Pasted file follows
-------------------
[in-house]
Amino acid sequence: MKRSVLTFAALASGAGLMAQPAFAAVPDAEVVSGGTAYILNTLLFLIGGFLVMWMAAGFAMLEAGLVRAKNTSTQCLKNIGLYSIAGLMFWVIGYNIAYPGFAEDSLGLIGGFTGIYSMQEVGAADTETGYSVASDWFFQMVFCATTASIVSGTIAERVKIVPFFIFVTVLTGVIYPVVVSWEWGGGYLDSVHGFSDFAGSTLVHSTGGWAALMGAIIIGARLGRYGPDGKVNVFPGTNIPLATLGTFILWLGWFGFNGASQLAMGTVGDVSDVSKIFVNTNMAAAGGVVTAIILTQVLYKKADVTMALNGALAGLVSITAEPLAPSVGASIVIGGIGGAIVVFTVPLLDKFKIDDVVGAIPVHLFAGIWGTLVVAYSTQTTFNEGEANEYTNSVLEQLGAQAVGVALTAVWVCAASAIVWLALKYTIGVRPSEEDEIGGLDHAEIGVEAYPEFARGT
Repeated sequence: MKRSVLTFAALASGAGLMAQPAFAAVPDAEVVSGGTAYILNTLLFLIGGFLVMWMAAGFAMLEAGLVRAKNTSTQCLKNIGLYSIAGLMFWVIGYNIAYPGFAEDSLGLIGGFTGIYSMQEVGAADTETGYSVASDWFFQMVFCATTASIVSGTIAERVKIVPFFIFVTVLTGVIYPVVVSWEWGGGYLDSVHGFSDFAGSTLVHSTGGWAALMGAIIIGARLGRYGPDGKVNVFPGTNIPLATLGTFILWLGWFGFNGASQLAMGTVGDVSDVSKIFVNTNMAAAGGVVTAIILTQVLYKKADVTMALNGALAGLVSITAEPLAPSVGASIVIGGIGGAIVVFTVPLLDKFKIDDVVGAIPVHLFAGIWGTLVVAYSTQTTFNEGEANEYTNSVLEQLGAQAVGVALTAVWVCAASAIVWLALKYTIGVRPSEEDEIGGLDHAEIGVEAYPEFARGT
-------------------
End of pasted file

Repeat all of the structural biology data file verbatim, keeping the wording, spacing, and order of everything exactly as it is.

[in-house]
Amino acid sequence: MKRSVLTFAALASGAGLMAQPAFAAVPDAEVVSGGTAYILNTLLFLIGGFLVMWMAAGFAMLEAGLVRAKNTSTQCLKNIGLYSIAGLMFWVIGYNIAYPGFAEDSLGLIGGFTGIYSMQEVGAADTETGYSVASDWFFQMVFCATTASIVSGTIAERVKIVPFFIFVTVLTGVIYPVVVSWEWGGGYLDSVHGFSDFAGSTLVHSTGGWAALMGAIIIGARLGRYGPDGKVNVFPGTNIPLATLGTFILWLGWFGFNGASQLAMGTVGDVSDVSKIFVNTNMAAAGGVVTAIILTQVLYKKADVTMALNGALAGLVSITAEPLAPSVGASIVIGGIGGAIVVFTVPLLDKFKIDDVVGAIPVHLFAGIWGTLVVAYSTQTTFNEGEANEYTNSVLEQLGAQAVGVALTAVWVCAASAIVWLALKYTIGVRPSEEDEIGGLDHAEIGVEAYPEFARGT
Repeated sequence: MKRSVLTFAALASGAGLMAQPAFAAVPDAEVVSGGTAYILNTLLFLIGGFLVMWMAAGFAMLEAGLVRAKNTSTQCLKNIGLYSIAGLMFWVIGYNIAYPGFAEDSLGLIGGFTGIYSMQEVGAADTETGYSVASDWFFQMVFCATTASIVSGTIAERVKIVPFFIFVTVLTGVIYPVVVSWEWGGGYLDSVHGFSDFAGSTLVHSTGGWAALMGAIIIGARLGRYGPDGKVNVFPGTNIPLATLGTFILWLGWFGFNGASQLAMGTVGDVSDVSKIFVNTNMAAAGGVVTAIILTQVLYKKADVTMALNGALAGLVSITAEPLAPSVGASIVIGGIGGAIVVFTVPLLDKFKIDDVVGAIPVHLFAGIWGTLVVAYSTQTTFNEGEANEYTNSVLEQLGAQAVGVALTAVWVCAASAIVWLALKYTIGVRPSEEDEIGGLDHAEIGVEAYPEFARGT